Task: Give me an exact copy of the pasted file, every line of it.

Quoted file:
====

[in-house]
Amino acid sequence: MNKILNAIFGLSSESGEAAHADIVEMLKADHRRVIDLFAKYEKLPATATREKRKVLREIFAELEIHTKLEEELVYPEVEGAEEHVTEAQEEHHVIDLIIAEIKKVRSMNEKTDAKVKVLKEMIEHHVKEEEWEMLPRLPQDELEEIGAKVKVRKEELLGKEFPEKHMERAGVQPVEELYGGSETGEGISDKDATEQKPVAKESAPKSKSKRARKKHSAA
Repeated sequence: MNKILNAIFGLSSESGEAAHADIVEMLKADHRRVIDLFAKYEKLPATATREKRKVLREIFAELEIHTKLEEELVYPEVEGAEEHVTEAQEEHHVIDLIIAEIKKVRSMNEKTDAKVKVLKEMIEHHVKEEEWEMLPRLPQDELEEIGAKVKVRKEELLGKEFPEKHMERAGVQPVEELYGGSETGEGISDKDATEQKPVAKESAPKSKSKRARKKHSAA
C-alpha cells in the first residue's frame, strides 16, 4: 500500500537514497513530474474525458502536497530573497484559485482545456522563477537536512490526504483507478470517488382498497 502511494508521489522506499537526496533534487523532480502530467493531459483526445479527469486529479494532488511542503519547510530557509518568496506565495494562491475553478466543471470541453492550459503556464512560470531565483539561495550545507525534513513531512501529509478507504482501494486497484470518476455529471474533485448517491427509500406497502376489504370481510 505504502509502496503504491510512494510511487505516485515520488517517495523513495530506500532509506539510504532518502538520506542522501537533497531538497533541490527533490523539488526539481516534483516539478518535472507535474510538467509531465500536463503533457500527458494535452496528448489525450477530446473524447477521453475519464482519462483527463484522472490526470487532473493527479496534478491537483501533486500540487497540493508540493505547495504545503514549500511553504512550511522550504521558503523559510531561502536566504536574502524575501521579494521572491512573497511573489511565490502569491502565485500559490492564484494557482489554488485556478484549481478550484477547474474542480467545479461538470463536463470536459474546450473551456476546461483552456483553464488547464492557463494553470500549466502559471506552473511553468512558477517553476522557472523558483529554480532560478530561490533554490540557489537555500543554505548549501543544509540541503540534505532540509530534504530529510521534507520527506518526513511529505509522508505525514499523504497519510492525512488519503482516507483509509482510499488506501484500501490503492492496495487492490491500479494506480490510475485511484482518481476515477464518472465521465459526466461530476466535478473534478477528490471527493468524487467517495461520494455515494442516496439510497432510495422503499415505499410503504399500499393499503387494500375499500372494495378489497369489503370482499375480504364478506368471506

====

[in-house]
Amino acid sequence: MNKILNAIFGLSSESGEAAHADIVEMLKADHRRVIDLFAKYEKLPATATREKRKVLREIFAELEIHTKLEEELVYPEVEGAEEHVTEAQEEHHVIDLIIAEIKKVRSMNEKTDAKVKVLKEMIEHHVKEEEWEMLPRLPQDELEEIGAKVKVRKEELLGKEFPEKHMERAGVQPVEELYGGSETGEGISDKDATEQKPVAKESAPKSKSKRARKKHSAA
Repeated sequence: MNKILNAIFGLSSESGEAAHADIVEMLKADHRRVIDLFAKYEKLPATATREKRKVLREIFAELEIHTKLEEELVYPEVEGAEEHVTEAQEEHHVIDLIIAEIKKVRSMNEKTDAKVKVLKEMIEHHVKEEEWEMLPRLPQDELEEIGAKVKVRKEELLGKEFPEKHMERAGVQPVEELYGGSETGEGISDKDATEQKPVAKESAPKSKSKRARKKHSAA
C-alpha cells in the first residue's frame, strides 16, 4: 500500500537514497513530474474525458502536497530573497484559485482545456522563477537536512490526504483507478470517488382498497 502511494508521489522506499537526496533534487523532480502530467493531459483526445479527469486529479494532488511542503519547510530557509518568496506565495494562491475553478466543471470541453492550459503556464512560470531565483539561495550545507525534513513531512501529509478507504482501494486497484470518476455529471474533485448517491427509500406497502376489504370481510 505504502509502496503504491510512494510511487505516485515520488517517495523513495530506500532509506539510504532518502538520506542522501537533497531538497533541490527533490523539488526539481516534483516539478518535472507535474510538467509531465500536463503533457500527458494535452496528448489525450477530446473524447477521453475519464482519462483527463484522472490526470487532473493527479496534478491537483501533486500540487497540493508540493505547495504545503514549500511553504512550511522550504521558503523559510531561502536566504536574502524575501521579494521572491512573497511573489511565490502569491502565485500559490492564484494557482489554488485556478484549481478550484477547474474542480467545479461538470463536463470536459474546450473551456476546461483552456483553464488547464492557463494553470500549466502559471506552473511553468512558477517553476522557472523558483529554480532560478530561490533554490540557489537555500543554505548549501543544509540541503540534505532540509530534504530529510521534507520527506518526513511529505509522508505525514499523504497519510492525512488519503482516507483509509482510499488506501484500501490503492492496495487492490491500479494506480490510475485511484482518481476515477464518472465521465459526466461530476466535478473534478477528490471527493468524487467517495461520494455515494442516496439510497432510495422503499415505499410503504399500499393499503387494500375499500372494495378489497369489503370482499375480504364478506368471506